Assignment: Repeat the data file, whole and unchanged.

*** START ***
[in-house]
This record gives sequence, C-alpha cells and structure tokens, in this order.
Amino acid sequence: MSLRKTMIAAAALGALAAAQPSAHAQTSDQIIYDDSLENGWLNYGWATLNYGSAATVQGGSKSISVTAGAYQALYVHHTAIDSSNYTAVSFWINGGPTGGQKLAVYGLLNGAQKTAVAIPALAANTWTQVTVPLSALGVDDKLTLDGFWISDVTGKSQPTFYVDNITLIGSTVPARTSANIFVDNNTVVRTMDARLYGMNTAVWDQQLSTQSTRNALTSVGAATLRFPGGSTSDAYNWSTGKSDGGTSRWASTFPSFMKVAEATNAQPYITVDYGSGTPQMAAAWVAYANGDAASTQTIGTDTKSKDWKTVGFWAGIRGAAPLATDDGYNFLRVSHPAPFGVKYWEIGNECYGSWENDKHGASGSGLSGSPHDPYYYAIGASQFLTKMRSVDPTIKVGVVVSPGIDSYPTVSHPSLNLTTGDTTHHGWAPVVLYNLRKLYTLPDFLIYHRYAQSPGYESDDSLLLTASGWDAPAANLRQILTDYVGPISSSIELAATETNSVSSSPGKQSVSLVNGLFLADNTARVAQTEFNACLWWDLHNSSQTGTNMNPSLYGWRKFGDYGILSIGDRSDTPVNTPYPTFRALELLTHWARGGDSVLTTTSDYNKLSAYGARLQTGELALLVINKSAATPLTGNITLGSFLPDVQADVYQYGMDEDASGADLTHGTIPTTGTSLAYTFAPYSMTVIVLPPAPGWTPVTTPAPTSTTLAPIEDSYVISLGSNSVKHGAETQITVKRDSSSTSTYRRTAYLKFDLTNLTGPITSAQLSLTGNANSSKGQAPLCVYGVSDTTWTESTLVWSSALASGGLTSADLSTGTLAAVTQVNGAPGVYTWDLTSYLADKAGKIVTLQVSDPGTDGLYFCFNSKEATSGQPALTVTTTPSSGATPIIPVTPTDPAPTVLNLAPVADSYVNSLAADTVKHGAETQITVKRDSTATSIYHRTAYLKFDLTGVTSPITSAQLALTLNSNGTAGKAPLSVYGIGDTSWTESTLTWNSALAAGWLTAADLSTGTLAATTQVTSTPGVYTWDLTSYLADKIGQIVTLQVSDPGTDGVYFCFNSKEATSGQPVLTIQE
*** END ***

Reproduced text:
[in-house]
This record gives sequence, C-alpha cells and structure tokens, in this order.
Amino acid sequence: MSLRKTMIAAAALGALAAAQPSAHAQTSDQIIYDDSLENGWLNYGWATLNYGSAATVQGGSKSISVTAGAYQALYVHHTAIDSSNYTAVSFWINGGPTGGQKLAVYGLLNGAQKTAVAIPALAANTWTQVTVPLSALGVDDKLTLDGFWISDVTGKSQPTFYVDNITLIGSTVPARTSANIFVDNNTVVRTMDARLYGMNTAVWDQQLSTQSTRNALTSVGAATLRFPGGSTSDAYNWSTGKSDGGTSRWASTFPSFMKVAEATNAQPYITVDYGSGTPQMAAAWVAYANGDAASTQTIGTDTKSKDWKTVGFWAGIRGAAPLATDDGYNFLRVSHPAPFGVKYWEIGNECYGSWENDKHGASGSGLSGSPHDPYYYAIGASQFLTKMRSVDPTIKVGVVVSPGIDSYPTVSHPSLNLTTGDTTHHGWAPVVLYNLRKLYTLPDFLIYHRYAQSPGYESDDSLLLTASGWDAPAANLRQILTDYVGPISSSIELAATETNSVSSSPGKQSVSLVNGLFLADNTARVAQTEFNACLWWDLHNSSQTGTNMNPSLYGWRKFGDYGILSIGDRSDTPVNTPYPTFRALELLTHWARGGDSVLTTTSDYNKLSAYGARLQTGELALLVINKSAATPLTGNITLGSFLPDVQADVYQYGMDEDASGADLTHGTIPTTGTSLAYTFAPYSMTVIVLPPAPGWTPVTTPAPTSTTLAPIEDSYVISLGSNSVKHGAETQITVKRDSSSTSTYRRTAYLKFDLTNLTGPITSAQLSLTGNANSSKGQAPLCVYGVSDTTWTESTLVWSSALASGGLTSADLSTGTLAAVTQVNGAPGVYTWDLTSYLADKAGKIVTLQVSDPGTDGLYFCFNSKEATSGQPALTVTTTPSSGATPIIPVTPTDPAPTVLNLAPVADSYVNSLAADTVKHGAETQITVKRDSTATSIYHRTAYLKFDLTGVTSPITSAQLALTLNSNGTAGKAPLSVYGIGDTSWTESTLTWNSALAAGWLTAADLSTGTLAATTQVTSTPGVYTWDLTSYLADKIGQIVTLQVSDPGTDGVYFCFNSKEATSGQPVLTIQE